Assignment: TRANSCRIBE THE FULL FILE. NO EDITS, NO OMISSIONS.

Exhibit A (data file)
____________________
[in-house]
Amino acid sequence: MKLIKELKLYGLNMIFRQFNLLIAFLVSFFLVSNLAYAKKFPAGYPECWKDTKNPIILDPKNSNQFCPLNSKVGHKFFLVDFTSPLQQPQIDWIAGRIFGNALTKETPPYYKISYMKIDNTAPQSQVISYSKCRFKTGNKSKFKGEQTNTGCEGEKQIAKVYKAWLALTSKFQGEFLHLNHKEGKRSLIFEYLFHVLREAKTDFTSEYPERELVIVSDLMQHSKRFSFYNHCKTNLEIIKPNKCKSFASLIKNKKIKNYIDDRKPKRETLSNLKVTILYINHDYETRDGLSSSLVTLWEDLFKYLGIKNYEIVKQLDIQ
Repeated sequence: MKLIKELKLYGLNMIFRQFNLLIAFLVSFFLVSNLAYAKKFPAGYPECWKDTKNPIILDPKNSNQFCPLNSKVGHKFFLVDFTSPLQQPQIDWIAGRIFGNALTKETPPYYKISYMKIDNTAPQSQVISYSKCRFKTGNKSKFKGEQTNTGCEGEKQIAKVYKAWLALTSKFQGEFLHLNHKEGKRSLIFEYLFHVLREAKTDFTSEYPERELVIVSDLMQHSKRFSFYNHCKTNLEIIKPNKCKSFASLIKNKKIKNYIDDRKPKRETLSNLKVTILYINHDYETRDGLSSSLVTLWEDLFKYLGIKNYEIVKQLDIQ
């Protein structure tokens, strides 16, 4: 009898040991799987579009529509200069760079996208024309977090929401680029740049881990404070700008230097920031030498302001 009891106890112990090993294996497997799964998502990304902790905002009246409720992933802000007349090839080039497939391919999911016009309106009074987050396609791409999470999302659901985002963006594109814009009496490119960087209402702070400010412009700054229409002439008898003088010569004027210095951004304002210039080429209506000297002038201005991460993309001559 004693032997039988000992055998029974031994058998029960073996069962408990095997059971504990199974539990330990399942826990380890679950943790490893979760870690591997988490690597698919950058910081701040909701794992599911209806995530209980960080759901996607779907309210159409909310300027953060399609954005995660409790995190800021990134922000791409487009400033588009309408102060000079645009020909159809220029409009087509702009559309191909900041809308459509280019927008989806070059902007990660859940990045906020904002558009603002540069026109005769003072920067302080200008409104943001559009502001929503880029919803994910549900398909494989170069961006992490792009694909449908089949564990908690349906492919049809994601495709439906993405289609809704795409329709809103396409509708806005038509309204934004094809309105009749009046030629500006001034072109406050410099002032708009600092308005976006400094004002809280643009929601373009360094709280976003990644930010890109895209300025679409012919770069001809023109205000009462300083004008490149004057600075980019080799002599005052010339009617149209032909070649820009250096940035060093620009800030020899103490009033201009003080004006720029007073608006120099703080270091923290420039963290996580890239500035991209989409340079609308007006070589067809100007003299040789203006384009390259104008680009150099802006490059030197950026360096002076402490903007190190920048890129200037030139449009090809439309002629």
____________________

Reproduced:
[in-house]
Amino acid sequence: MKLIKELKLYGLNMIFRQFNLLIAFLVSFFLVSNLAYAKKFPAGYPECWKDTKNPIILDPKNSNQFCPLNSKVGHKFFLVDFTSPLQQPQIDWIAGRIFGNALTKETPPYYKISYMKIDNTAPQSQVISYSKCRFKTGNKSKFKGEQTNTGCEGEKQIAKVYKAWLALTSKFQGEFLHLNHKEGKRSLIFEYLFHVLREAKTDFTSEYPERELVIVSDLMQHSKRFSFYNHCKTNLEIIKPNKCKSFASLIKNKKIKNYIDDRKPKRETLSNLKVTILYINHDYETRDGLSSSLVTLWEDLFKYLGIKNYEIVKQLDIQ
Repeated sequence: MKLIKELKLYGLNMIFRQFNLLIAFLVSFFLVSNLAYAKKFPAGYPECWKDTKNPIILDPKNSNQFCPLNSKVGHKFFLVDFTSPLQQPQIDWIAGRIFGNALTKETPPYYKISYMKIDNTAPQSQVISYSKCRFKTGNKSKFKGEQTNTGCEGEKQIAKVYKAWLALTSKFQGEFLHLNHKEGKRSLIFEYLFHVLREAKTDFTSEYPERELVIVSDLMQHSKRFSFYNHCKTNLEIIKPNKCKSFASLIKNKKIKNYIDDRKPKRETLSNLKVTILYINHDYETRDGLSSSLVTLWEDLFKYLGIKNYEIVKQLDIQ
């Protein structure tokens, strides 16, 4: 009898040991799987579009529509200069760079996208024309977090929401680029740049881990404070700008230097920031030498302001 009891106890112990090993294996497997799964998502990304902790905002009246409720992933802000007349090839080039497939391919999911016009309106009074987050396609791409999470999302659901985002963006594109814009009496490119960087209402702070400010412009700054229409002439008898003088010569004027210095951004304002210039080429209506000297002038201005991460993309001559 004693032997039988000992055998029974031994058998029960073996069962408990095997059971504990199974539990330990399942826990380890679950943790490893979760870690591997988490690597698919950058910081701040909701794992599911209806995530209980960080759901996607779907309210159409909310300027953060399609954005995660409790995190800021990134922000791409487009400033588009309408102060000079645009020909159809220029409009087509702009559309191909900041809308459509280019927008989806070059902007990660859940990045906020904002558009603002540069026109005769003072920067302080200008409104943001559009502001929503880029919803994910549900398909494989170069961006992490792009694909449908089949564990908690349906492919049809994601495709439906993405289609809704795409329709809103396409509708806005038509309204934004094809309105009749009046030629500006001034072109406050410099002032708009600092308005976006400094004002809280643009929601373009360094709280976003990644930010890109895209300025679409012919770069001809023109205000009462300083004008490149004057600075980019080799002599005052010339009617149209032909070649820009250096940035060093620009800030020899103490009033201009003080004006720029007073608006120099703080270091923290420039963290996580890239500035991209989409340079609308007006070589067809100007003299040789203006384009390259104008680009150099802006490059030197950026360096002076402490903007190190920048890129200037030139449009090809439309002629």